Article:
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Newbornbairn
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The whole Montmartre area, including Sacre Coeur is well worth an aimless wander, especially if you're into photography. Likewise, Le Marais neighbourhood, just north of Notre Dame, and Canal St. Martin. A picnic lunch/dinner on the banks of the Seine or the Luxembourg Gardens is great for people watching, weather permitting. As long as you don't eat beside the major tourist attractions, it's difficult to get a bad meal in Paris. I love the place and I'm well jealous of those of you going.

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Haven't been for years, but used to like wandering around the Left Bank, markets and stuff by the river and a few streets inland for normally priced bars and restaurants away from the tourist traps.

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Any recommendations for areas to stay? Heading there in May for the first time and I think we'll be most interested in the big tourist sites through the day - Louvre, Eiffel Tower etc. Both very much like our food and the missus is a baker so will no doubt be after some of that.

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31 minutes ago, Paxo said:

Any recommendations for areas to stay? Heading there in May for the first time and I think we'll be most interested in the big tourist sites through the day - Louvre, Eiffel Tower etc. Both very much like our food and the missus is a baker so will no doubt be after some of that.

Arrondissement 9.

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Yeah, 9th/10th arrondissement are well connected and fairly handy for most of the places you'll want to see. It's a little less pricey for hotels and also food than the lower numbers as well. The Montmarte area (split between the 9th and 18th I think) is also generally on the cheaper side when I've looked at hotels. 

Parts of the 18th, 19th and 20th get a bit of a bad rep sometimes from what I've seen. I've never been to the latter two and have only been in the 18th during the day so can't comment.  The city does start to lose its charm as you get closer to the Périphérique, though - the Haussmannian style starts to fade and it becomes quite utilitarian in places. I'm sure there's nothing wrong with thise places, really, but it starts becoming unpicturesque. Detracts from one of the joys of Paris - just walking around and admiring it, even with no destination in mind. 

Going tomorrow and can't wait. Weather is looking cracking as well, with highs of 18/19 forecast for the duration. Looks like we have lucked out with that. 

 

 

 

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On 20/03/2022 at 16:55, Paxo said:

Any recommendations for areas to stay? Heading there in May for the first time and I think we'll be most interested in the big tourist sites through the day - Louvre, Eiffel Tower etc. Both very much like our food and the missus is a baker so will no doubt be after some of that.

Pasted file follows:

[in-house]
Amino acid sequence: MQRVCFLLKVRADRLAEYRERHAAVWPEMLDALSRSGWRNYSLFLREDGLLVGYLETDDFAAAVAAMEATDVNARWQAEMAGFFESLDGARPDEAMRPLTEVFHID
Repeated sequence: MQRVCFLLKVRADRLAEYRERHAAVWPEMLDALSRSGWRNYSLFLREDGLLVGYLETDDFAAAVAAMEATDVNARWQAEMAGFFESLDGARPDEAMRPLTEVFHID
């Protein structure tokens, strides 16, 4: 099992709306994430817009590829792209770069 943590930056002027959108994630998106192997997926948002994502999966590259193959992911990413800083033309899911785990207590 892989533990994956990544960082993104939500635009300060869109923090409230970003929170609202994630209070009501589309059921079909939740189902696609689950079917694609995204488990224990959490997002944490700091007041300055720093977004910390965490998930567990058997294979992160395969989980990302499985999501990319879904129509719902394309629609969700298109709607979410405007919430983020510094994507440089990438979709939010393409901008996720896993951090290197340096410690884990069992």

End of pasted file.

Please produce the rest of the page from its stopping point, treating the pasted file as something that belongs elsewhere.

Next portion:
9th near the Republique. The metro station has the most connections of any on the network therefore you can get anywhere in the city pretty quickly.

Some reasonably priced happy hour pubs around Rue Oberkampf, plenty of North African restaurants nearby as is the Bastille market (Sundays and Thursdays). 

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On 17/03/2022 at 11:27, virginton said:

What would be the best things to do in a single day? I will have a stop over at CDG between an early morning arrival and 10 o'clock flight out at night.

I'm not a museums person at all, so tips on the best places to wander and see a fair bit of the city (or Versailles instead?) and to get a good meal would be welcomed. 

As I said previously, using a single ticket on metro lines 2 and 6 will take you on a mostly overground circuit of the city allowing you to see the Sacre Coeur, Montparnasse Tower and Eiffel Tower. One of the interchange stations is Etoile aka Arc De Triomphe. You can also get off at Anvers and take the funicular up to Montmartre or if you're on the left bank get off (with some changes) at Jussieu or Place Monge for a wander along Rue Mouffetard and see the Roman amphitheatre Arene du Lutece.

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  • 2 weeks later...

Throughly enjoyed my holiday last week. Got very lucky with the weather as it was 19c all week, which was absolutely glorious. Unseasonably warm as evidenced by temperatures dropping low again this week. 

Stayed at Republique - very well connected by Metro and there are a plethora of restaurants near by. I found the prices cheaper than I did last time I was there, probably as Republique is further away from the centre than Grand Bouleverds is. There isn't really much distance between them (15min walk) but we walked to near there to use a different Metro line and had lunch on the way. Not far in distance, but the prices did go up noticeably (2-3 Euros a dish). 

Went to Disneyland, Versaille, the Louvre, the Tulleries and the gardens of Luxembourg, amongst seeing the other usual sites. The Palace of Versaille was mobbed, but nowhere else we went really was, so now is probably a good time to go whilst crowds are not what one might usually encounter. The Eiffel Tower at night in particular was eerily quite, though granted a Thursday night is maybe not peak time for crowds.